Swedish retailer IKEA announced Tuesday it plans to build a store in Columbus near Polaris Mall.
Kasich Challenger Says Ohioans Can Protest Budget
Opponents of abortion-related limits inserted into Ohio’s state budget are exploring legal challenges and the possibility of forcing lawmakers to vote again on the provisions, the Democratic challenger to Ohio Gov. John Kasich said Thursday.
Funding cuts to Planned Parenthood and abortion-related restrictions placed on publicly funded hospitals and counselors at taxpayer-funded rape crisis centers are out of step with mainstream Ohio voters, Cuyahoga County Executive Ed FitzGerald said.
He said that challenging the entire two-year, $62 billion state budget isn’t an option – but these elements of the bill could be forced before the Republican-dominated Legislature in January through what’s called an initiated statute.
“How about having the debate that was denied?” FitzGerald said at a news conference. “If Gov. Kasich and his Republican allies really believe that these extreme measures when it comes to women’s health were something that the state agreed on, and that (Ohioans) believed in their position, they wouldn’t have done it in the dead of night and inserted it in the 11th hour the way they did.”
If the initiated statute were successful, lawmakers would have four months to act on the bill put before them. If they fail to do so, opponents could put the same legislation to voters in November 2014. That’s when FitzGerald will face off against Kasich. Both steps in the process would require collecting 118,000 signatures.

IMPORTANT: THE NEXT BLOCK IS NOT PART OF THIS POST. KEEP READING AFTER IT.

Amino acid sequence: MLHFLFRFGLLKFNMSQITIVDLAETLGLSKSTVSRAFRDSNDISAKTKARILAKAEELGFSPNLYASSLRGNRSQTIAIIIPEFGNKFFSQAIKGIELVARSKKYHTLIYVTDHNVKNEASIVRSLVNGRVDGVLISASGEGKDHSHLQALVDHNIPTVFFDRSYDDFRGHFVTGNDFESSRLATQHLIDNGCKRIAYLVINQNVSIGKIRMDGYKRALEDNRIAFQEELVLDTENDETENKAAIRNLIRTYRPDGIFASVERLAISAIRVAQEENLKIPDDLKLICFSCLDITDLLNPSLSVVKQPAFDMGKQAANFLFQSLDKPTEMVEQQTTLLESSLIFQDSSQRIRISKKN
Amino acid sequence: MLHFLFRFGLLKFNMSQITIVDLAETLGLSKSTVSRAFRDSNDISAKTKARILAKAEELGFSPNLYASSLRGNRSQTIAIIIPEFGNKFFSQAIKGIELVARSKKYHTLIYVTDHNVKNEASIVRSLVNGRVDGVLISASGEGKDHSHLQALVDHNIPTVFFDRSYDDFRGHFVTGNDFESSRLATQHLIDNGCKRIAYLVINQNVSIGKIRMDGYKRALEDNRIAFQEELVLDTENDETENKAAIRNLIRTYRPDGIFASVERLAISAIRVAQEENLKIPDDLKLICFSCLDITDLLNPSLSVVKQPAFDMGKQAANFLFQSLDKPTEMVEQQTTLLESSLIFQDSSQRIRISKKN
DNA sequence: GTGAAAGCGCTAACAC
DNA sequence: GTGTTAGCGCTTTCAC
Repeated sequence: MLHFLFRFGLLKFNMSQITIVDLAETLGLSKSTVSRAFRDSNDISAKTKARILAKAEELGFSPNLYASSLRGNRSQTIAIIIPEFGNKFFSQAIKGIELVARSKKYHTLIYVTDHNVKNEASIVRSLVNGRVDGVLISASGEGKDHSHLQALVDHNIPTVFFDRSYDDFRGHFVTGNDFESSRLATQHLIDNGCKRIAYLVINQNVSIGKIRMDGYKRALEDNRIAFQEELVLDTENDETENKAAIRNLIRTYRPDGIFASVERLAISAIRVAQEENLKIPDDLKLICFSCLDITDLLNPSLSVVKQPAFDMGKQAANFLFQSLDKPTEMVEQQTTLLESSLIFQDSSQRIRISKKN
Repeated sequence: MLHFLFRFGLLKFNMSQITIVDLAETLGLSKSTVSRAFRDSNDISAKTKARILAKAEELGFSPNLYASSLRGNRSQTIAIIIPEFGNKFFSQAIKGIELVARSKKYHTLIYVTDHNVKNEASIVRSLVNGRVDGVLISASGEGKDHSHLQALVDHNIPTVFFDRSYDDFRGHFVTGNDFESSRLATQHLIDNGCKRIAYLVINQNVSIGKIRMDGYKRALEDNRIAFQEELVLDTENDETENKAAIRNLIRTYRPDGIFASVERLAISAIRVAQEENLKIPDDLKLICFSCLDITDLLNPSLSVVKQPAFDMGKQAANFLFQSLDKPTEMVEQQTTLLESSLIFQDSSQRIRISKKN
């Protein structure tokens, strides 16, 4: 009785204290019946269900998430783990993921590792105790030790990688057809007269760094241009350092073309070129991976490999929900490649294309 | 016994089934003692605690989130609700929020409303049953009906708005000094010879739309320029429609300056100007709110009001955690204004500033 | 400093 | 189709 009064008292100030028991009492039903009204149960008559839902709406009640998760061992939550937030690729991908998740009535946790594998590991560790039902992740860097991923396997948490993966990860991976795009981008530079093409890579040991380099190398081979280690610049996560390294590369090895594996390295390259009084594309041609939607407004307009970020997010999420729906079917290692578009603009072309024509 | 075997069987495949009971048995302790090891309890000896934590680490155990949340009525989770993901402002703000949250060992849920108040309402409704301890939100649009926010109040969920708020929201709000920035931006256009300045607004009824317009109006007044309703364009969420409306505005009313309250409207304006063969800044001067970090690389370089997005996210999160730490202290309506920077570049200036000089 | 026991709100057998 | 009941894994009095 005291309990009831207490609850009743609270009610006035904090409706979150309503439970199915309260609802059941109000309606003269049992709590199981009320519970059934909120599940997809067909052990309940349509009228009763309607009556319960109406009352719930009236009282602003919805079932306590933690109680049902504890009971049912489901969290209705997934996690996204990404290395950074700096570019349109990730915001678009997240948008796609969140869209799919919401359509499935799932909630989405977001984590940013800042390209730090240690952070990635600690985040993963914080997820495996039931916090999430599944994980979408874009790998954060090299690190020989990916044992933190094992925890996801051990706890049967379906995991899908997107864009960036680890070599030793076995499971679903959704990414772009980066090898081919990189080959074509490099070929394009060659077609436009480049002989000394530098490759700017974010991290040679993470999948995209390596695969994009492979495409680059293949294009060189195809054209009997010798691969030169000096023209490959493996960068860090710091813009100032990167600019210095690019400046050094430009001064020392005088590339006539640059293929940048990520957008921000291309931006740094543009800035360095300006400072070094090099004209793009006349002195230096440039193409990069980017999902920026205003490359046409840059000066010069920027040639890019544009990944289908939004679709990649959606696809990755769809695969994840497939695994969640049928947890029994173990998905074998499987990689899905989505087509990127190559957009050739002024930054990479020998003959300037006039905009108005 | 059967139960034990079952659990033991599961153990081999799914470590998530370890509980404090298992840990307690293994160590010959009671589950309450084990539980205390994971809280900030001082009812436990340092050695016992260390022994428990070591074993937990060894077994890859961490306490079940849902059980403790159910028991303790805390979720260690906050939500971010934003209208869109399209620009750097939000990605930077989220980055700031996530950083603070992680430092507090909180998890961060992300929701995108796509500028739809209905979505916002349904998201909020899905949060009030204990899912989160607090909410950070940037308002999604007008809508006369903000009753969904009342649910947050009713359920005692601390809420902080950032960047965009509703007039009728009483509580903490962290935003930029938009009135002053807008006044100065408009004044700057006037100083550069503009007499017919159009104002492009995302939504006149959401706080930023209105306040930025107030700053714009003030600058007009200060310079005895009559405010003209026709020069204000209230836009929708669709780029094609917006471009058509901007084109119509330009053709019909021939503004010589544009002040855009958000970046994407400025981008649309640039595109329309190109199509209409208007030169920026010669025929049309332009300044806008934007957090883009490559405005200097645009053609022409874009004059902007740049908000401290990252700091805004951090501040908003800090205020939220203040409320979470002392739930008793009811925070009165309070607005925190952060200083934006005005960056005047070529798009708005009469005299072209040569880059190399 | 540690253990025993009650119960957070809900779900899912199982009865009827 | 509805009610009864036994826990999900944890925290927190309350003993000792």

The Ohio General Assembly is in the midst of its two-year session, with strong Republican majorities in the Senate and House in place until the legislative elections of 2014.
FitzGerald said opponents of the abortion limits are frustrated that they were inserted into the budget bill, which is shielded from referendum under Ohio’s Constitution. He contrasted the situation to the fight in 2011 over a law limiting collective bargaining by unionized public workers that was overturned at the ballot box.
“It’s going to give people an outlet to make sure that they know that our democratic process, although it fails us sometimes – as it did in this case, there are options that we have,” FitzGerald said.
He stopped short of committing his campaign or the Ohio Democratic Party as leaders of the effort, saying it will be important to have a broad coalition of interests for the effort to be successful.
Spokesmen for the Ohio House and Ohio Senate did not immediately respond to requests for comment.